Eighteen months ago it was the Royal Blues who were celebrating in front of their travelling fans after clinching their place in the UEFA Champions League. On Matchday 11, though, SC Freiburg's fans lead the ovations after their side gained sweet revenge with their second straight Bundesliga win.
Schalke's players had long since disappeared into the catacombs of the Bundesliga's most compact arena. On the smallest pitch in Germany's top flight, there had been nowhere for the players from Gelsenkirchen to hide. "We just couldn't create any big chances," said goalkeeper Ralf Fährmann, the last of his team to enter the sanctuary of the dressing room after giving a pitchside interview, an honour bestowed on Schalke's man of the match.
"Maybe we still had the Lisbon game in our legs, but that mustn't be an excuse for this defeat," he added. While searching for excuses may not be necessary; finding solutions most definitely is. "We've got to show a reaction to this," ordered skipper Benedikt Höwedes. "We gave Freiburg the ball too easily, and for no reason."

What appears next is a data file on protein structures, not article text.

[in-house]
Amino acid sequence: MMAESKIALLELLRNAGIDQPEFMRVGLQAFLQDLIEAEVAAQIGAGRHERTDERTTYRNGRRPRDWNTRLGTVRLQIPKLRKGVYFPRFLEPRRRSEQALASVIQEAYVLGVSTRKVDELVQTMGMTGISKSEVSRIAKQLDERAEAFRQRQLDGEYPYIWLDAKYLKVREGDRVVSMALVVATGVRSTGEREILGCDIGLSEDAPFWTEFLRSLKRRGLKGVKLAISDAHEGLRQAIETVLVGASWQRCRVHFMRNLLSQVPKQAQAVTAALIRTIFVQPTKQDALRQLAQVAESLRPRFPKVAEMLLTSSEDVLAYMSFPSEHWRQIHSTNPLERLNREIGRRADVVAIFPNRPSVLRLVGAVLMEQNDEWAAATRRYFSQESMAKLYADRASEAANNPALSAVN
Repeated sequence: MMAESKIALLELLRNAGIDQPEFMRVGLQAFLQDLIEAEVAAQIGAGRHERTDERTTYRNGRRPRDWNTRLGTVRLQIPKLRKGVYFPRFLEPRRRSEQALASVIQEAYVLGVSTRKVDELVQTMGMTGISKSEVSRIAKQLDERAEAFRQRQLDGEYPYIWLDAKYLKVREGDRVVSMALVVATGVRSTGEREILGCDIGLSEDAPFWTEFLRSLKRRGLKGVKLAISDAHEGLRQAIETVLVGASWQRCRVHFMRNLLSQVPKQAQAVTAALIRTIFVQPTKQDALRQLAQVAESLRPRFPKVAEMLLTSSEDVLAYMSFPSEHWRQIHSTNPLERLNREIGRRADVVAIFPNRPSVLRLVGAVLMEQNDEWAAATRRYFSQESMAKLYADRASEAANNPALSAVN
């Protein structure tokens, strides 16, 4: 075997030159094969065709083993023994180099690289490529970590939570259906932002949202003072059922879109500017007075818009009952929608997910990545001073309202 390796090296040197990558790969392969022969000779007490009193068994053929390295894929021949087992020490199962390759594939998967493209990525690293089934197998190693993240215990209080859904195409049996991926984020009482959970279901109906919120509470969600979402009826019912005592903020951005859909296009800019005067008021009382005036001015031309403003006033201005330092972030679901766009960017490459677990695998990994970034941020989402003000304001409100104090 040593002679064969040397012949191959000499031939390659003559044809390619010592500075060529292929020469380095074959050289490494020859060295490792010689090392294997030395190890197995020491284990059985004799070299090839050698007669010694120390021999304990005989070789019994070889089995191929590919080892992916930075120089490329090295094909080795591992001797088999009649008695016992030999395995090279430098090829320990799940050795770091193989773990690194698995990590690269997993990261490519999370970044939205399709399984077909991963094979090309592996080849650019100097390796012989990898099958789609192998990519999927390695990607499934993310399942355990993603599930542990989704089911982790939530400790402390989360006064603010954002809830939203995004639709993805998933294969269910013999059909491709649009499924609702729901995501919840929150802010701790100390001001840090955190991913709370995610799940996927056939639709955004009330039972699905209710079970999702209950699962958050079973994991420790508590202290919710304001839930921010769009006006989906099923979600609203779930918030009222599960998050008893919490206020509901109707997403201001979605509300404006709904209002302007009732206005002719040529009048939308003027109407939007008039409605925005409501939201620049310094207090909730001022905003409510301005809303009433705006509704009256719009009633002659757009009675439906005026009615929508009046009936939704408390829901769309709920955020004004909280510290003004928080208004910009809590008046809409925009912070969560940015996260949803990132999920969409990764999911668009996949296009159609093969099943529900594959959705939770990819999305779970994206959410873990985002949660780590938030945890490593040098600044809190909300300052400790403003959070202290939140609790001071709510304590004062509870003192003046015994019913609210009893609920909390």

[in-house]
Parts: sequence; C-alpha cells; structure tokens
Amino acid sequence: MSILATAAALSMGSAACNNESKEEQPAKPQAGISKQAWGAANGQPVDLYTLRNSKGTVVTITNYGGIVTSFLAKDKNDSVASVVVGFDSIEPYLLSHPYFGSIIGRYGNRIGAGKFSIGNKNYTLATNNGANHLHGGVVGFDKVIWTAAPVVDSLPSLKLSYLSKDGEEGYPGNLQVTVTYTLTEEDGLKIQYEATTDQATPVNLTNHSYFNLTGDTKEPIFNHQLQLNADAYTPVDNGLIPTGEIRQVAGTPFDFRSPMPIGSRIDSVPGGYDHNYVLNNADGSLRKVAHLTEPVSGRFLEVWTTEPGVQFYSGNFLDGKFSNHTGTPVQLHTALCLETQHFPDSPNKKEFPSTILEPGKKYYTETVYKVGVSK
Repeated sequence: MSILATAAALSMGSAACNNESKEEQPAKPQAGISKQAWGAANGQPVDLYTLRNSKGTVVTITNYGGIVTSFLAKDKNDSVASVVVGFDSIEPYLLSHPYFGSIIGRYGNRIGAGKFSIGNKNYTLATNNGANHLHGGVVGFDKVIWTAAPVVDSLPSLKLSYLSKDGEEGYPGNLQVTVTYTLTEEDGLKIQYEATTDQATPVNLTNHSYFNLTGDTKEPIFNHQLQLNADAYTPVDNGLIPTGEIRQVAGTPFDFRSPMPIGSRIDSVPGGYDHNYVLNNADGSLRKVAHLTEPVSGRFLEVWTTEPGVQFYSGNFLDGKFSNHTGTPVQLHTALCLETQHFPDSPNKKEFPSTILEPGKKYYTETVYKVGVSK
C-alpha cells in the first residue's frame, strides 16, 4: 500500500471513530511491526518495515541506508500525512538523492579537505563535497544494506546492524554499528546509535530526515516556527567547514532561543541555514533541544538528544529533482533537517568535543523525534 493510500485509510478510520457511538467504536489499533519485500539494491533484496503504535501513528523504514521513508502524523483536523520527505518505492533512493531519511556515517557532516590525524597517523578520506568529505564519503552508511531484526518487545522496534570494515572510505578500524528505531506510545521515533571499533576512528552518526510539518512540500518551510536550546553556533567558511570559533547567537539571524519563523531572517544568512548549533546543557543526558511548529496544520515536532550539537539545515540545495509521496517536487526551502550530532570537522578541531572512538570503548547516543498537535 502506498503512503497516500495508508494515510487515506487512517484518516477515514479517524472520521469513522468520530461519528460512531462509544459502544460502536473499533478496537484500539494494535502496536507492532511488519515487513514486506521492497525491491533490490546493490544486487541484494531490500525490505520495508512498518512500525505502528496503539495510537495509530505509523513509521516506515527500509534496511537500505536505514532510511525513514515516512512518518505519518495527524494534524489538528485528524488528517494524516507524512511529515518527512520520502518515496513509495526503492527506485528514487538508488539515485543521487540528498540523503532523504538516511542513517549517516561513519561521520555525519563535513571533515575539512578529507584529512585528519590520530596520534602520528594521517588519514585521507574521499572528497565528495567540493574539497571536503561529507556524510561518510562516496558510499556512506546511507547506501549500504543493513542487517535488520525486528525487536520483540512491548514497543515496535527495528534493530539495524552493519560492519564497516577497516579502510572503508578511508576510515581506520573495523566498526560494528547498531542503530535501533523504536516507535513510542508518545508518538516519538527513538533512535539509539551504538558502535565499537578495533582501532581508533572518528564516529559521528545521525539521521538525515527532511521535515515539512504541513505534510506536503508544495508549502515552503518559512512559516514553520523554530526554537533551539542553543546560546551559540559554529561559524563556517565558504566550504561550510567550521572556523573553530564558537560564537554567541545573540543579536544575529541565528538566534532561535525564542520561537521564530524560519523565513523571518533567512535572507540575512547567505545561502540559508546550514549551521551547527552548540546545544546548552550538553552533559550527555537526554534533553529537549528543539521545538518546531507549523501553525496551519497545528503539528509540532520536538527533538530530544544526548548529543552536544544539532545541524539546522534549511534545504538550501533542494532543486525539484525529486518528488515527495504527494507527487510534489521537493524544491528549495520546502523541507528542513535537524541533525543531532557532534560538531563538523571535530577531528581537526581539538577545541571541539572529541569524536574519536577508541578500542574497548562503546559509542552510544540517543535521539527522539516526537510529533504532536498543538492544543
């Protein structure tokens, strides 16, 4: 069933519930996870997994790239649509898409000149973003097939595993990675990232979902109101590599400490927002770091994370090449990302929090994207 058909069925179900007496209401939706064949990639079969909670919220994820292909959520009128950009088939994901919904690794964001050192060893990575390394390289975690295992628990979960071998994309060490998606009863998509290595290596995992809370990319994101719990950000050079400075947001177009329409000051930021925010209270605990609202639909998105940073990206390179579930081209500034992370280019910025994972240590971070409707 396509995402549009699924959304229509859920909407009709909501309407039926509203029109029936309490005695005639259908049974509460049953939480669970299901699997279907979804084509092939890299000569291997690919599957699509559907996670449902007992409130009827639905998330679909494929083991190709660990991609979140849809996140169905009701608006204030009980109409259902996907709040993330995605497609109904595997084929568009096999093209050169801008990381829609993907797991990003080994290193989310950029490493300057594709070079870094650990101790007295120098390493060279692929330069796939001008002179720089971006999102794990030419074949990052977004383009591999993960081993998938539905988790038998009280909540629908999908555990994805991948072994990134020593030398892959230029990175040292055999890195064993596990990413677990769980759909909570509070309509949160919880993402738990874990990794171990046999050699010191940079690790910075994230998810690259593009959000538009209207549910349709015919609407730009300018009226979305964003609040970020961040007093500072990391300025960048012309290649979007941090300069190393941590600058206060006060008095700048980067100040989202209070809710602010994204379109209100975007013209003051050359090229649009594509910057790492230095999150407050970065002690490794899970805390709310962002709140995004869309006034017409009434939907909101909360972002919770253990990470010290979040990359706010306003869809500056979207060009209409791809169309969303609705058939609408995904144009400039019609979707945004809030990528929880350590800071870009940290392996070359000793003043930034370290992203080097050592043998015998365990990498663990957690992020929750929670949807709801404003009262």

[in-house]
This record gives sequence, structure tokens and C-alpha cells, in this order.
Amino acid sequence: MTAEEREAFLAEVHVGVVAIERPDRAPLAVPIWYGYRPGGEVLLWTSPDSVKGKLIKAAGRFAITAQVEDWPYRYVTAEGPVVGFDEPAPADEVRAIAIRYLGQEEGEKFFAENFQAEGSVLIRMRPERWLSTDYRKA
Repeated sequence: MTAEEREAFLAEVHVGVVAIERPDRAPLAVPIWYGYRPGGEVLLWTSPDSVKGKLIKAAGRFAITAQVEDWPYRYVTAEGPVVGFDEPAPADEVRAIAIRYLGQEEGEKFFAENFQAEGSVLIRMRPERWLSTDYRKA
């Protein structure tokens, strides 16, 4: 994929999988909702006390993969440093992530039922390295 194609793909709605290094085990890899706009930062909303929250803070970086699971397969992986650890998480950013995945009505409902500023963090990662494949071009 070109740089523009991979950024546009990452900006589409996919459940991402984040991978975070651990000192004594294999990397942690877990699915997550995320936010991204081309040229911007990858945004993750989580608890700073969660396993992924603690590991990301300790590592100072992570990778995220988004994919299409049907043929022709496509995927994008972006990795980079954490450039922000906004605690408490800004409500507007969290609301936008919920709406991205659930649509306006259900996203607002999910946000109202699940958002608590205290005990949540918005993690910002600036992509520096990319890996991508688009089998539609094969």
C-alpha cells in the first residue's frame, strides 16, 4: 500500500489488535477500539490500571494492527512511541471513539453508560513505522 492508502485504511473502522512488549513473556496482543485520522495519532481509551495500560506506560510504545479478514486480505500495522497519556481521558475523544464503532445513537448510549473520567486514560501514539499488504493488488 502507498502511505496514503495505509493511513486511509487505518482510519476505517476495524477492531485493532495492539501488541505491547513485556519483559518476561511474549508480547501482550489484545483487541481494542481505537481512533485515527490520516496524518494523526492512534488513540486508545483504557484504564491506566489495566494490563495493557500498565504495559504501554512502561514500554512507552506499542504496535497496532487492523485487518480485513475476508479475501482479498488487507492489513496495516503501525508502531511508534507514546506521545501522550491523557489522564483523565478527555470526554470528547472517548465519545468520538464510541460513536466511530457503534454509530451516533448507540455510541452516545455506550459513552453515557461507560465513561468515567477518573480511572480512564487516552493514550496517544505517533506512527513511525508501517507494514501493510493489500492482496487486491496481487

One possible reason - but certainly no justification - is that they still need time to adapt to the new system and style of play desired by new head coach Roberto Di Matteo. So far, they have got away with it in front of their own supporters, but as soon as they set foot out of their Veltins Arena home, things have gone awry.
Three defeats from three on rival territory since the Italian took charge does not make pleasant reading. "We've got to take strength from the fact we have not lost at home," said Di Matteo, focusing on the positives ahead of the visit of high-flying VfL Wolfsburg to Gelsenkirchen's most feared fortress in a fortnight.
In the intervening weeks, Di Matteo will have a lot of work to do with his troops, not just lifting their morale after another disappointing away day, but in particular raising their energy levels. One of the most worrying sights on Matchday 11 was the lack of a reaction late in the game, almost as if Schalke's players did not have the strength to even attempt to mount a late comeback.
"I actually thought we were going to carry on in the second half from where we left off in the first," said Di Matteo, who will need to ensure that doesn't happen in the second half of the campaign. "It's been a difficult season from the beginning and we shouldn't be surprised if we're playing catch-up right to the end."